Anyway, until I see this bizarre jewelry scene in Visiting Hours, that’s what I think about when I see Michael Ironside.

  17. Hey, MikeOutWest, is Cold Prey 2 really good?
    The first part was pretty awful, with horrible flash-cut-scares montage worthy of Michael Bay and dumb killings. I liked the beginning with the snowboards and the broken leg though — all this Norwegian life stuff…
    Have they upped the ante in the sequel?

  18. The original Paul

    October 28th, 2010 at 12:05 pm

    I just looked up Michael Ironside on IMDB to see what great movies he’s been in. I have to say, it’s slim pickings out there (and I’m not talking about the guy who rode the missile in “Dr Strangelove”). Here’s what we got:

    – “Total Recall”. Violent headfuck sci-fi of the first order. I ain’t even going to nitpick this one, we all know it’s a classic. (It would be interesting to read a negative review of it that didn’t come from the family values / Christian coalition lot though.)
    – “Scanners”. I still haven’t watched this one!
    – “Visiting Hours”, ditto, but I’ll put it on my list.
    – “Payback”. This is good. It’s not fantastic, and I don’t know if it’s as good as the film it’s remaking. But I enjoyed it.
    – “Starship Troopers”. Now we’re talking! I know some people here hate this. I love it. That is all.
    – “Reeker”. Much, much better than it’s generally given credit for (including I have to say by Vern here), although to be fair it’s also not as good as “Dead End”, which shares a similar premise.

    But other than that… there’s not that many films of his that I’ve actually seen. Of the ones that I have, nearly all are either bad or REALLY bad. “The Perfect Storm”, “Highlander 2”, “The Next Karate Kid”, etc.

    What I guess I’m saying is that it does look kinda like he’s a Chuck Norris-type character actor who’s stumbled into a few good films by accident but has generally appeared in bad ones. Not that I’m comparing him in terms of ABILITY to Norris (Norris couldn’t emote with as many as three different facial expressions, Ironside couldn’t roundhouse-kick a 20ft crocodile. Two completely separate skill sets there.) But in terms of output… there does seem to be an awful lot of crud on his resume.

  19. Mouth, that was awesome. Glad to know you’re safe and back to injecting some legitimate badass into our lily-livered little posse.

    Michael Ironside is also the best thing about HIGHLANDER 2. Him and Clancy Brown should have a villain-off one of these days.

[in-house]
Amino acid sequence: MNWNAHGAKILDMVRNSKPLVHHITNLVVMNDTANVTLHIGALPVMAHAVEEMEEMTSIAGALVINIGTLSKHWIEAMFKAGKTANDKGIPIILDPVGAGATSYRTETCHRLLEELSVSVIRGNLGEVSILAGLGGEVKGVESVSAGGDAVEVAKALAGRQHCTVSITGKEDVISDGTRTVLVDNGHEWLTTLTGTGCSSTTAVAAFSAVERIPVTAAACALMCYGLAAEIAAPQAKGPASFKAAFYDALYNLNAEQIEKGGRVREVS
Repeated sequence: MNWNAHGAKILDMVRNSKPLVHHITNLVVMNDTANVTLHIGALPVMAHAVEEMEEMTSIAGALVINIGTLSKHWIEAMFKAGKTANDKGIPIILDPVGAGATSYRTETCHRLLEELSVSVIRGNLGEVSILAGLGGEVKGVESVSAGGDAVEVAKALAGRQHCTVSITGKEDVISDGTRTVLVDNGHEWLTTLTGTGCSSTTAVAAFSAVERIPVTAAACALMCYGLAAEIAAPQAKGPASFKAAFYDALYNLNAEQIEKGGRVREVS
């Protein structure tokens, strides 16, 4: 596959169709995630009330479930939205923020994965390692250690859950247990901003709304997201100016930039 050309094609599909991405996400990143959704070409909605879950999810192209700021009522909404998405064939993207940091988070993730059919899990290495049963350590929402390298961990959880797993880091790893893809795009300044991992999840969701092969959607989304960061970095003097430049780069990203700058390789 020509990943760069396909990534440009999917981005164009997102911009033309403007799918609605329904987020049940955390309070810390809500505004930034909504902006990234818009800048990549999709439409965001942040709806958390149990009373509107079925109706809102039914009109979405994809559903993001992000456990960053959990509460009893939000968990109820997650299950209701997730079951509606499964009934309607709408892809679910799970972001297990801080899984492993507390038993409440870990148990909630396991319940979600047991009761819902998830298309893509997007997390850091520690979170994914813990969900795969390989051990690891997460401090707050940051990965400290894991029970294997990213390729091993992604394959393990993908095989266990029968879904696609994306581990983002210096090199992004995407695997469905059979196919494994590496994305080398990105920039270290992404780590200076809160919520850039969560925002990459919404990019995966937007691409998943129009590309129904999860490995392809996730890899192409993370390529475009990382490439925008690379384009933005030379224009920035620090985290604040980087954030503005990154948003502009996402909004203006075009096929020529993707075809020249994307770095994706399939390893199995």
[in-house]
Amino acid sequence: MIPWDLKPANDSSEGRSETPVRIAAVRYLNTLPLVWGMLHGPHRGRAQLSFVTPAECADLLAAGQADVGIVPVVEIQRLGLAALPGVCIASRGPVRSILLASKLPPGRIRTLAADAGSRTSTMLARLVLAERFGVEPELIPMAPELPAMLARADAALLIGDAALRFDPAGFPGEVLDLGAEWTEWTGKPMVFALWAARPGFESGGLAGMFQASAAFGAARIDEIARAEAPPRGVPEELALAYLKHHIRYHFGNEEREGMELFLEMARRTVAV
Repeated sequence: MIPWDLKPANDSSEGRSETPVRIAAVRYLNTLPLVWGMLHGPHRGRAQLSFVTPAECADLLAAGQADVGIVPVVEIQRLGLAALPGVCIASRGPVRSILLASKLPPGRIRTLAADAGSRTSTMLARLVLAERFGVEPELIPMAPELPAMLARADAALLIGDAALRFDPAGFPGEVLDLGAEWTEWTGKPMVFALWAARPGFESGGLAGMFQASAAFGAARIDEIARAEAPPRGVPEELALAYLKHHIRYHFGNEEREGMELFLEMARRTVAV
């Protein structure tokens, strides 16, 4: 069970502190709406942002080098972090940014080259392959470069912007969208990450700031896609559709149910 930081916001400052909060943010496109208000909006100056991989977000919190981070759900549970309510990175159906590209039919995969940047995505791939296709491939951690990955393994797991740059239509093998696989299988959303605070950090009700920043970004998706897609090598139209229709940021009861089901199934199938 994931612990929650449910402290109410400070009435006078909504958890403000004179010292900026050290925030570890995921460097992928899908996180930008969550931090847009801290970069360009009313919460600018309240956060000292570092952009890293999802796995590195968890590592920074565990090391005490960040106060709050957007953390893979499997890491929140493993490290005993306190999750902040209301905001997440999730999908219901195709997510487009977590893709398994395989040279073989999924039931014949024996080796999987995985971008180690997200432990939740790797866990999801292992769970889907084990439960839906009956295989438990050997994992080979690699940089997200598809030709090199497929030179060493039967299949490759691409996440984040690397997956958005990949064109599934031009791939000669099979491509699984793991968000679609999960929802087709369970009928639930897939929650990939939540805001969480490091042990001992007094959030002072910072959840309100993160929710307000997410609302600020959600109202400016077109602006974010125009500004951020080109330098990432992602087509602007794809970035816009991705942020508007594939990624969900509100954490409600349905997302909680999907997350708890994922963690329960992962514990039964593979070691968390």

20. The original Paul

    October 28th, 2010 at 12:37 pm

    Majestyk – in many ways he’s the best thing about “Starship Troopers” as well.

  21. The original Paul

    October 28th, 2010 at 12:45 pm

    Adding to that – of course he’s up against the likes of Denise Richards and Casper van Dien, so him being the best thing in the film isn’t exactly a huge surprise. I still think he does that particular character type extremely well though. Plus Rasczak, his character, has by far the best musical cue in the film (which always helps).

    I’m not disputing Ironside’s ability here, just his choices. He does seem to have a knack for picking stinkers, although there are definitely a few diamonds mixed into the crap.

  22. My favorite thing about Ironside’s character in TROOPERS is that he spends the first half of the movie telling Casper Van Dien to think for himself, and then Van Dien spends the rest of the movie repeating everything Ironside said. That’s a perfect example of the line between retardedness and satire that the movie walks so perfectly. We’ll call it The Verhoeven Line.

  23. Don’t forget THE MACHINIST. But do forget PAYBACK if you’re thinking he’s in the Mel Gibson one. He’s in a different movie by the same title.

    Ironside is great in this and in SCANNERS, and in the movies you mentioned. But he’s the type of character actor who’s pretty much cool no matter what he’s in. The type of guy who yes, shows up in crappy movies, but ensures that after it’s over you can say “Well, at least Michael Ironside was in it.”

  24. He was great in ‘Extreme Prejudice’ as well.